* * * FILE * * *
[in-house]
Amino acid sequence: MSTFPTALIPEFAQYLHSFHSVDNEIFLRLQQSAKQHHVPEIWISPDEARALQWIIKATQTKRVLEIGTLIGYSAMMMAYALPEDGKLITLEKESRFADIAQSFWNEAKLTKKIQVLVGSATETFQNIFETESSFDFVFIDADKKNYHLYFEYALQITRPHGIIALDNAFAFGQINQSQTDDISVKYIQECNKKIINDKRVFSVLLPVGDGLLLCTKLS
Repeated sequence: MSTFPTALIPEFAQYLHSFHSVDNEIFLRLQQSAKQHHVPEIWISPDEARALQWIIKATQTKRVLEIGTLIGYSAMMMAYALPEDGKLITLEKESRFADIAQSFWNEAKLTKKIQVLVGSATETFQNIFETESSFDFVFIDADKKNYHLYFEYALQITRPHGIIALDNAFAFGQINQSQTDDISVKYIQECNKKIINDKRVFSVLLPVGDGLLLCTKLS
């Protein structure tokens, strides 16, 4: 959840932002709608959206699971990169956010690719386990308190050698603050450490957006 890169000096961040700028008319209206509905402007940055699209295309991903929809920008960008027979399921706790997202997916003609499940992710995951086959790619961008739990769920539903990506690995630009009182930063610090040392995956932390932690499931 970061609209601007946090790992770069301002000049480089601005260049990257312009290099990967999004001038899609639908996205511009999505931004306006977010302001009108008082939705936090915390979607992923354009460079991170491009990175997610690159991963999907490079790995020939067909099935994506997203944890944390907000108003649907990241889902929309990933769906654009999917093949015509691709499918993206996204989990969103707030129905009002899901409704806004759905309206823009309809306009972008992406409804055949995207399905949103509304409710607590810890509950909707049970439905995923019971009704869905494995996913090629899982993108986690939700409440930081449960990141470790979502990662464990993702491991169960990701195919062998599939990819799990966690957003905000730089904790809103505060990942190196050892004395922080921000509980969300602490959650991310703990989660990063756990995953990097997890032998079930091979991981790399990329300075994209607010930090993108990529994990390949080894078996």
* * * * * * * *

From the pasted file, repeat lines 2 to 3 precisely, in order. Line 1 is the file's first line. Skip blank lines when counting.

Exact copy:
Amino acid sequence: MSTFPTALIPEFAQYLHSFHSVDNEIFLRLQQSAKQHHVPEIWISPDEARALQWIIKATQTKRVLEIGTLIGYSAMMMAYALPEDGKLITLEKESRFADIAQSFWNEAKLTKKIQVLVGSATETFQNIFETESSFDFVFIDADKKNYHLYFEYALQITRPHGIIALDNAFAFGQINQSQTDDISVKYIQECNKKIINDKRVFSVLLPVGDGLLLCTKLS
Repeated sequence: MSTFPTALIPEFAQYLHSFHSVDNEIFLRLQQSAKQHHVPEIWISPDEARALQWIIKATQTKRVLEIGTLIGYSAMMMAYALPEDGKLITLEKESRFADIAQSFWNEAKLTKKIQVLVGSATETFQNIFETESSFDFVFIDADKKNYHLYFEYALQITRPHGIIALDNAFAFGQINQSQTDDISVKYIQECNKKIINDKRVFSVLLPVGDGLLLCTKLS